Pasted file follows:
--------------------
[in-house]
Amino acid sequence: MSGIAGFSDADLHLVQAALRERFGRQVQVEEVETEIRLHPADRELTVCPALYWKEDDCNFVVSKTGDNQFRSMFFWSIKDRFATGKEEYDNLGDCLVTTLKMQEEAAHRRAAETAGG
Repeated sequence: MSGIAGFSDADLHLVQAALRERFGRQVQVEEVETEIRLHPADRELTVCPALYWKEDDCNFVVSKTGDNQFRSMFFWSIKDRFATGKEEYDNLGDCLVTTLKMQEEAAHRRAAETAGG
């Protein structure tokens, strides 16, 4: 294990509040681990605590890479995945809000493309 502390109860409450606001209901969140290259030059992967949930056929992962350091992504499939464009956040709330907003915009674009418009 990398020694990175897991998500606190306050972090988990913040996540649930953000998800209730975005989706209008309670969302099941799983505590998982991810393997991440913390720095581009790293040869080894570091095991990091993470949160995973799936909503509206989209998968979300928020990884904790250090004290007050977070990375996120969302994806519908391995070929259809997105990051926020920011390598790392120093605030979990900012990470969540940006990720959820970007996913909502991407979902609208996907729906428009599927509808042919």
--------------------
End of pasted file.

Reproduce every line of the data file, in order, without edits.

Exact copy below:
[in-house]
Amino acid sequence: MSGIAGFSDADLHLVQAALRERFGRQVQVEEVETEIRLHPADRELTVCPALYWKEDDCNFVVSKTGDNQFRSMFFWSIKDRFATGKEEYDNLGDCLVTTLKMQEEAAHRRAAETAGG
Repeated sequence: MSGIAGFSDADLHLVQAALRERFGRQVQVEEVETEIRLHPADRELTVCPALYWKEDDCNFVVSKTGDNQFRSMFFWSIKDRFATGKEEYDNLGDCLVTTLKMQEEAAHRRAAETAGG
């Protein structure tokens, strides 16, 4: 294990509040681990605590890479995945809000493309 502390109860409450606001209901969140290259030059992967949930056929992962350091992504499939464009956040709330907003915009674009418009 990398020694990175897991998500606190306050972090988990913040996540649930953000998800209730975005989706209008309670969302099941799983505590998982991810393997991440913390720095581009790293040869080894570091095991990091993470949160995973799936909503509206989209998968979300928020990884904790250090004290007050977070990375996120969302994806519908391995070929259809997105990051926020920011390598790392120093605030979990900012990470969540940006990720959820970007996913909502991407979902609208996907729906428009599927509808042919």